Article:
10 Fascinating Tamil Superstitions!

Tamil Superstitions

As you ready to set off on your Tamil Nadu adventure? Make sure you are also armed with knowledge related to Tamil superstitions! These ancient beliefs are like hidden treasures in the tapestry of Tamil culture, influencing traditions for centuries. From intriguing pre-journey rituals to the mystical allure of celestial events, Tamil superstitions offer a peek into unique folklore and spirituality. Embracing these superstitions and endless beliefs isn’t just fun; it deepens your travel experience, giving you a richer understanding of Tamil Nadu’s culture. Let’s learn more about it in this post!

Superstitions In Tamil

In the heart of Tamil Nadu, India, a captivating tapestry of culture and history weaves a web of intriguing superstitions or “மூடநம்பிக்கைகள்” (mūṭanampikkaikaḷ). These age-old beliefs, passed through generations, are a fusion of Dravidian traditions and Hindu influences. For the locals, the “Dosham” in Tamil astrology plays a starring role, with celestial bodies like planets and stars believed to sculpt destinies. Additionally, superstitions about black cats or “கருப்பு பூனைகள்” (Karuppu pūṉaikaḷ), crows or “காகங்கள்” (kākaṅkaḷ), and owls or “ஆந்தைகள்” (Āntaikaḷ) add an aura of mystique, as these creatures are often seen as messengers of fate.

Most Common Tamil Superstitions

Want to impress the locals? Be sure to get to know the ins and outs of these common Tamil superstitions we rounded up in this section. Read on!


Sneezing is frequently viewed as a bad omen in Tamil culture. Sneezing to the right is lucky, whereas sneezing to the left is unlucky. Some people also think that when they sneeze, someone is thinking or talking about them.

Black Cat Playing With Toy

Black Cat

In many cultures, including Tamil Nadu, it is considered bad luck to cross encounters with a black cat, especially at night. It’s thought to bring bad luck or malevolent spirits.

Solar eclipse


Eclipses of the sun and moon are seen in Tamil culture with worry and superstition. When there is an eclipse, many individuals choose not to eat or drink and believe it is unlucky to begin any new endeavors.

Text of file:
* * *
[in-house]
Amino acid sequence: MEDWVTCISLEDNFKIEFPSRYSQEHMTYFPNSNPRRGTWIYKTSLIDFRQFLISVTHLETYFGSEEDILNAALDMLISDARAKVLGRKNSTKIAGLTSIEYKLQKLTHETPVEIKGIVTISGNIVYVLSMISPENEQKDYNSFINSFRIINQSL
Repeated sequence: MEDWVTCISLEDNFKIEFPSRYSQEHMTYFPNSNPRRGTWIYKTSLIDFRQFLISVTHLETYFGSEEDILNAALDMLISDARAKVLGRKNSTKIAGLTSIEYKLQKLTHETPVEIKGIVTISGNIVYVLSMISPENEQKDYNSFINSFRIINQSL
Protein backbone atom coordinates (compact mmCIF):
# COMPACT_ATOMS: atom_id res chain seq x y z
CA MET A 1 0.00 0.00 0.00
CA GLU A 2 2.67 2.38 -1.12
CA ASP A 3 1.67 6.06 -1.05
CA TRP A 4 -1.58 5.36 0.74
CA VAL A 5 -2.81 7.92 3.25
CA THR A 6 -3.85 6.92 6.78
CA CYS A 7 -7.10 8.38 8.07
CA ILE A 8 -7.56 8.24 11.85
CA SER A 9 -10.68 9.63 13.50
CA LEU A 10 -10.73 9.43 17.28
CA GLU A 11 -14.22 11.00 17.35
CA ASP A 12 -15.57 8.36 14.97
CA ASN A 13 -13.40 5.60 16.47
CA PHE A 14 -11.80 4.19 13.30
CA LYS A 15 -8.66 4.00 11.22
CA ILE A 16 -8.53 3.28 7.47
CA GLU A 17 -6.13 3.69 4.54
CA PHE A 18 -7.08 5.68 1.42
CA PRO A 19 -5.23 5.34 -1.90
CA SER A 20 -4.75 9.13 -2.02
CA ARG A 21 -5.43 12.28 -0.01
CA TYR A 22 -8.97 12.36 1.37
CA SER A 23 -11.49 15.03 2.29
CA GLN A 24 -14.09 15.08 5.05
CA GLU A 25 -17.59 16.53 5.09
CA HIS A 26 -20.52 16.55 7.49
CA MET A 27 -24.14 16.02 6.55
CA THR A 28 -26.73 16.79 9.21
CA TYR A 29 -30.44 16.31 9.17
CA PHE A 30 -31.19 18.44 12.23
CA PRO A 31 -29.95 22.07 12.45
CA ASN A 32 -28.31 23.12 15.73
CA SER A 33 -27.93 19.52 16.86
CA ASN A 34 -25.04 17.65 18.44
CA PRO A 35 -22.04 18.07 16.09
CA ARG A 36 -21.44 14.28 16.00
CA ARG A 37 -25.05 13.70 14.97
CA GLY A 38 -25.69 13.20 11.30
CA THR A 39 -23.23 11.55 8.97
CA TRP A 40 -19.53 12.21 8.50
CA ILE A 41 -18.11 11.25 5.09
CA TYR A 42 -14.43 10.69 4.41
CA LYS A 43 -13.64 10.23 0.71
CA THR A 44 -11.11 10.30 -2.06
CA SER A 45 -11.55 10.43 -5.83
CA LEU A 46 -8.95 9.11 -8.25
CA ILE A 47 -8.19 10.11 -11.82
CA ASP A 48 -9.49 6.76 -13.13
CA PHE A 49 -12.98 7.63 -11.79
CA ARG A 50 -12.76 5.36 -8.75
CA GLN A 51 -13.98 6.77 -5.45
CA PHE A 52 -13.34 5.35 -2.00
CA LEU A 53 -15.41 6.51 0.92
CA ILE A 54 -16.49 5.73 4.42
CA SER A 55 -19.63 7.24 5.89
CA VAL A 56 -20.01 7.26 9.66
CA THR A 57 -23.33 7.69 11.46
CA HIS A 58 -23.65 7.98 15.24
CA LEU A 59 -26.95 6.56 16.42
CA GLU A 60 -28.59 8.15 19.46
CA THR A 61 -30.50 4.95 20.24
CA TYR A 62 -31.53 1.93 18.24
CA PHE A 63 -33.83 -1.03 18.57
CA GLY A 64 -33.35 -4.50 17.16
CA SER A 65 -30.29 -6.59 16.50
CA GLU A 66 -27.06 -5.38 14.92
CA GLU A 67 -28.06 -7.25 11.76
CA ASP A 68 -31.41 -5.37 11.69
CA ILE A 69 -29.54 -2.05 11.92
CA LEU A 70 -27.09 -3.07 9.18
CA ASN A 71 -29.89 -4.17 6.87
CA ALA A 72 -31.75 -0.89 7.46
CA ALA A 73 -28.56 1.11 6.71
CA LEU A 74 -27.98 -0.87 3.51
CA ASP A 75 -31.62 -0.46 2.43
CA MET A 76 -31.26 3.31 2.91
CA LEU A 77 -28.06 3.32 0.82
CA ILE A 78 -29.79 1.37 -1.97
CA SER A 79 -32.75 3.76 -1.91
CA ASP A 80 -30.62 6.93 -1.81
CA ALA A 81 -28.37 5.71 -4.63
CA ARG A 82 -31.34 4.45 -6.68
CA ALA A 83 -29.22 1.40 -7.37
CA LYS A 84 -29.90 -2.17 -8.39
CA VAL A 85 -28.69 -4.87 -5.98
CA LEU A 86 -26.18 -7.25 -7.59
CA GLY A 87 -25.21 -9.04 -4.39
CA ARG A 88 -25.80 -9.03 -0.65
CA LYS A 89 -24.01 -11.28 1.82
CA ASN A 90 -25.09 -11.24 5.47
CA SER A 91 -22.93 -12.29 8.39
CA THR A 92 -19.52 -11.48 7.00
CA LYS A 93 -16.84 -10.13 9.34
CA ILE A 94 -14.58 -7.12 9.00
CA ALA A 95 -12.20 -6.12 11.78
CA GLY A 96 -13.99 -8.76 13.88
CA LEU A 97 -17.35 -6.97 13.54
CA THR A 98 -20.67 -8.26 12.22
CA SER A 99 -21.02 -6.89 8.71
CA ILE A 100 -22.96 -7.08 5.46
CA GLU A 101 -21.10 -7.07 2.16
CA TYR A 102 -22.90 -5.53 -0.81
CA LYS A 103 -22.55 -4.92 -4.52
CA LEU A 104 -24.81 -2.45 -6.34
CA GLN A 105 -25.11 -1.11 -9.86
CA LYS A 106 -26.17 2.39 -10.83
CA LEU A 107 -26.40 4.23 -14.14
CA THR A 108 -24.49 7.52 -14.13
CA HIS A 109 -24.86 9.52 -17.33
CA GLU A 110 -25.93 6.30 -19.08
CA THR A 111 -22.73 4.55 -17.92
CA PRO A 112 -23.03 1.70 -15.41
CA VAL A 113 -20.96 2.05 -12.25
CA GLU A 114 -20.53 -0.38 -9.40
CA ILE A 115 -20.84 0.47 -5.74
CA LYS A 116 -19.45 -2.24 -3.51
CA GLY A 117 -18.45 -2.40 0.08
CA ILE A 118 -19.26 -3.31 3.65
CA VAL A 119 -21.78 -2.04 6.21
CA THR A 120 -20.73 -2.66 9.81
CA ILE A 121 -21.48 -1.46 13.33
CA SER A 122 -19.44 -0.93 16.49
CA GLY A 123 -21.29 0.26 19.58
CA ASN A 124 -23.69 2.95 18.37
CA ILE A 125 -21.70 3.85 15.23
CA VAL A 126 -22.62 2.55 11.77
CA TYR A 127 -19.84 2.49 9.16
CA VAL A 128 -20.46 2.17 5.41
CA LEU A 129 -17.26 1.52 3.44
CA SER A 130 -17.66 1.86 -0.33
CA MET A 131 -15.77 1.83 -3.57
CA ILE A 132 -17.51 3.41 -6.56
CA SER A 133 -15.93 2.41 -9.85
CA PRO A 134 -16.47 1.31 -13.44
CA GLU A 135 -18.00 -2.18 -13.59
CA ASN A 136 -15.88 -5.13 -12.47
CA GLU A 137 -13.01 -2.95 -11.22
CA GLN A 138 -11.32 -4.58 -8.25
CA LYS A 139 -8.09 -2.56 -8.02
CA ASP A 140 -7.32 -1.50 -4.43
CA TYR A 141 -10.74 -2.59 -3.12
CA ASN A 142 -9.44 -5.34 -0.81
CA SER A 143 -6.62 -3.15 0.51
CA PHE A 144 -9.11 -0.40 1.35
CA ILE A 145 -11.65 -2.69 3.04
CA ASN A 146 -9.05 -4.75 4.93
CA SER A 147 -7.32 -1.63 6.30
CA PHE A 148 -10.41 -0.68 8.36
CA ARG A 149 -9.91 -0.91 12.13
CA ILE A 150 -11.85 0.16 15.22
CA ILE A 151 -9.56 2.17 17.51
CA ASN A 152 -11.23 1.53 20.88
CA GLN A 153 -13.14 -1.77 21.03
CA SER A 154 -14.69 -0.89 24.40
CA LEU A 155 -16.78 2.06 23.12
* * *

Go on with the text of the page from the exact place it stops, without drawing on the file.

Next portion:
Mirror Breaking

It’s said that breaking a mirror will bring you bad luck for seven years. This belief is widespread in numerous other cultures as well, not just in Tamil Nadu.

Blue Evil Eyes Amulet

Nazar (Evil Eye)

Tamil culture is filled with the idea of the evil eye. In particular, for newborn newborns or at significant life events, people may wear warding charms or do other rituals to stave off the evil eye.

Bird Omens

Crows and owls are two examples of birds that are frequently seen as portending good or ill luck. For instance, a crow cawing close to a person’s home can be interpreted as a sign of oncoming danger.

Astrology And Horoscopes

Before making significant life decisions like getting married or beginning a new business, many Tamils consult astrologers and their horoscopes. Their lives are significantly impacted by astrology.


Turning shoes upside down is said to be unlucky. Avoid doing it, especially in the house or temple, as it is rude.

Whistling At Night

Whistling at night is thought to attract snakes or evil spirits. It is typically discouraged, especially in rural areas.

Finger pushing floor 13 elevator button

Number 13

In Tamil Nadu, the number 13 is regarded as unlucky, just like in many other cultures. In-home numbers, room numbers, and other numbering procedures it is frequently omitted.

Words Related To Tamil Superstitions

Get ready to unravel the mysteries of Tamil culture as you explore words like ‘Nazar’ to ward off the evil eye and ‘Puthandu’ that rings in the Tamil New Year. These words aren’t just letters; they’re portals to a rich heritage passed down through generations.

Evil eyeதீய கண்Tīya kaṇ
Black catகருப்பு பூனைKaruppu Poonai
Friday the 13th13 ஆம் தேதி வெள்ளிக்கிழமை13 Ām tēti veḷḷikkiḻamai
Lucky charmஅதிர்ஷ்ட வசீகரம்Atirṣṭa vacīkaram
Lord Shivaசிவபெருமான்Civaperumāṉ
Auspicious dayமங்களகரமான நாள்Maṅkaḷakaramāṉa nāḷ
Bad omenகெட்ட சகுனம்Keṭṭa cakuṉam

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